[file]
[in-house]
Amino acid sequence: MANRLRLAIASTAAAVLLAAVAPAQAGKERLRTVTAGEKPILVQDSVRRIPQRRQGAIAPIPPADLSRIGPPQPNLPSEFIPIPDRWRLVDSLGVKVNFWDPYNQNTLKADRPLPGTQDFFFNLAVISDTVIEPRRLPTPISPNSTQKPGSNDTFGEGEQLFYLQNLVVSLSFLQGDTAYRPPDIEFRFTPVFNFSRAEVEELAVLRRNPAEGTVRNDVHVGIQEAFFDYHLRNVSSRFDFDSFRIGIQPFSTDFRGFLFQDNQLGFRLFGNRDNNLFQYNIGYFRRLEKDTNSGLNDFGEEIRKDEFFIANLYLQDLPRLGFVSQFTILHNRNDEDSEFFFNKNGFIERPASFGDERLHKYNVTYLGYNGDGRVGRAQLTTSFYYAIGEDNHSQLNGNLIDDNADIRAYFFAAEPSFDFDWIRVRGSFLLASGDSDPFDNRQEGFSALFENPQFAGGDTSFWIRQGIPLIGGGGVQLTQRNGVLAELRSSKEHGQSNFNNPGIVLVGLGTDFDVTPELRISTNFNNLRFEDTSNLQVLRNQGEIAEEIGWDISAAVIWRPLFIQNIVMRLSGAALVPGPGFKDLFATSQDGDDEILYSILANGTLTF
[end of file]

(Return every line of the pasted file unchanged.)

[in-house]
Amino acid sequence: MANRLRLAIASTAAAVLLAAVAPAQAGKERLRTVTAGEKPILVQDSVRRIPQRRQGAIAPIPPADLSRIGPPQPNLPSEFIPIPDRWRLVDSLGVKVNFWDPYNQNTLKADRPLPGTQDFFFNLAVISDTVIEPRRLPTPISPNSTQKPGSNDTFGEGEQLFYLQNLVVSLSFLQGDTAYRPPDIEFRFTPVFNFSRAEVEELAVLRRNPAEGTVRNDVHVGIQEAFFDYHLRNVSSRFDFDSFRIGIQPFSTDFRGFLFQDNQLGFRLFGNRDNNLFQYNIGYFRRLEKDTNSGLNDFGEEIRKDEFFIANLYLQDLPRLGFVSQFTILHNRNDEDSEFFFNKNGFIERPASFGDERLHKYNVTYLGYNGDGRVGRAQLTTSFYYAIGEDNHSQLNGNLIDDNADIRAYFFAAEPSFDFDWIRVRGSFLLASGDSDPFDNRQEGFSALFENPQFAGGDTSFWIRQGIPLIGGGGVQLTQRNGVLAELRSSKEHGQSNFNNPGIVLVGLGTDFDVTPELRISTNFNNLRFEDTSNLQVLRNQGEIAEEIGWDISAAVIWRPLFIQNIVMRLSGAALVPGPGFKDLFATSQDGDDEILYSILANGTLTF